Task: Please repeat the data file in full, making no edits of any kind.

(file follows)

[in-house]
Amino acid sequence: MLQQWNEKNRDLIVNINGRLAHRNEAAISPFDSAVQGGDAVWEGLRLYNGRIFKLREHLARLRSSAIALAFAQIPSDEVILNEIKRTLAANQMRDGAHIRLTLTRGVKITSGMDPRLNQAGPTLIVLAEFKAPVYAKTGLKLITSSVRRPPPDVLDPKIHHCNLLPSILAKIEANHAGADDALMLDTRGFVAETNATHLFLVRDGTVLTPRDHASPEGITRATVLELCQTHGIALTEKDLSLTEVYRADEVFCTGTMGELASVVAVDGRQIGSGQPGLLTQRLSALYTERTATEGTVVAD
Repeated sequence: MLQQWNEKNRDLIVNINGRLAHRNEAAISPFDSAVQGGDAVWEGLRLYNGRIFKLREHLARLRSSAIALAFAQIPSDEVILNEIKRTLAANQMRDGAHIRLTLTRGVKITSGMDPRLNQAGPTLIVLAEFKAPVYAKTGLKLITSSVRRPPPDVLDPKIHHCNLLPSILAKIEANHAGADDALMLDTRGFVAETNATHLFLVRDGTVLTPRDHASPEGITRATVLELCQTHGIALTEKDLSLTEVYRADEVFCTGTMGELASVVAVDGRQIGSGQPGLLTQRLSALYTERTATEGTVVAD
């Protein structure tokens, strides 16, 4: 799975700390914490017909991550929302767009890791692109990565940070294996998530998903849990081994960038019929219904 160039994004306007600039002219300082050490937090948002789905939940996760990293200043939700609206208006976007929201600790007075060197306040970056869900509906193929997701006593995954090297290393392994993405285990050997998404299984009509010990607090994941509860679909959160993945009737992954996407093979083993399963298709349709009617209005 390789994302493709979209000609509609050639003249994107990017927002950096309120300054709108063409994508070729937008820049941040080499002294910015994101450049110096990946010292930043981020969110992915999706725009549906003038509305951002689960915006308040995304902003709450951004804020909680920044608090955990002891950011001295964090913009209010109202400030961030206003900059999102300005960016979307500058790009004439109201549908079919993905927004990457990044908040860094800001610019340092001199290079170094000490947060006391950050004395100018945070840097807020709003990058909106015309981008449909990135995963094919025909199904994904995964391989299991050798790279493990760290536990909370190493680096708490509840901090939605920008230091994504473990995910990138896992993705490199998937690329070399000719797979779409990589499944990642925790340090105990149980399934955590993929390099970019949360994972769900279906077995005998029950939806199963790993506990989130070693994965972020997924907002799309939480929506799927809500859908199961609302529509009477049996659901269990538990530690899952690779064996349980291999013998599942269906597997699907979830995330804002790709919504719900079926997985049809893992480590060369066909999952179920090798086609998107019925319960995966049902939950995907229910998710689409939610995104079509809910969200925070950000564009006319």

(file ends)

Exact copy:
[in-house]
Amino acid sequence: MLQQWNEKNRDLIVNINGRLAHRNEAAISPFDSAVQGGDAVWEGLRLYNGRIFKLREHLARLRSSAIALAFAQIPSDEVILNEIKRTLAANQMRDGAHIRLTLTRGVKITSGMDPRLNQAGPTLIVLAEFKAPVYAKTGLKLITSSVRRPPPDVLDPKIHHCNLLPSILAKIEANHAGADDALMLDTRGFVAETNATHLFLVRDGTVLTPRDHASPEGITRATVLELCQTHGIALTEKDLSLTEVYRADEVFCTGTMGELASVVAVDGRQIGSGQPGLLTQRLSALYTERTATEGTVVAD
Repeated sequence: MLQQWNEKNRDLIVNINGRLAHRNEAAISPFDSAVQGGDAVWEGLRLYNGRIFKLREHLARLRSSAIALAFAQIPSDEVILNEIKRTLAANQMRDGAHIRLTLTRGVKITSGMDPRLNQAGPTLIVLAEFKAPVYAKTGLKLITSSVRRPPPDVLDPKIHHCNLLPSILAKIEANHAGADDALMLDTRGFVAETNATHLFLVRDGTVLTPRDHASPEGITRATVLELCQTHGIALTEKDLSLTEVYRADEVFCTGTMGELASVVAVDGRQIGSGQPGLLTQRLSALYTERTATEGTVVAD
């Protein structure tokens, strides 16, 4: 799975700390914490017909991550929302767009890791692109990565940070294996998530998903849990081994960038019929219904 160039994004306007600039002219300082050490937090948002789905939940996760990293200043939700609206208006976007929201600790007075060197306040970056869900509906193929997701006593995954090297290393392994993405285990050997998404299984009509010990607090994941509860679909959160993945009737992954996407093979083993399963298709349709009617209005 390789994302493709979209000609509609050639003249994107990017927002950096309120300054709108063409994508070729937008820049941040080499002294910015994101450049110096990946010292930043981020969110992915999706725009549906003038509305951002689960915006308040995304902003709450951004804020909680920044608090955990002891950011001295964090913009209010109202400030961030206003900059999102300005960016979307500058790009004439109201549908079919993905927004990457990044908040860094800001610019340092001199290079170094000490947060006391950050004395100018945070840097807020709003990058909106015309981008449909990135995963094919025909199904994904995964391989299991050798790279493990760290536990909370190493680096708490509840901090939605920008230091994504473990995910990138896992993705490199998937690329070399000719797979779409990589499944990642925790340090105990149980399934955590993929390099970019949360994972769900279906077995005998029950939806199963790993506990989130070693994965972020997924907002799309939480929506799927809500859908199961609302529509009477049996659901269990538990530690899952690779064996349980291999013998599942269906597997699907979830995330804002790709919504719900079926997985049809893992480590060369066909999952179920090798086609998107019925319960995966049902939950995907229910998710689409939610995104079509809910969200925070950000564009006319």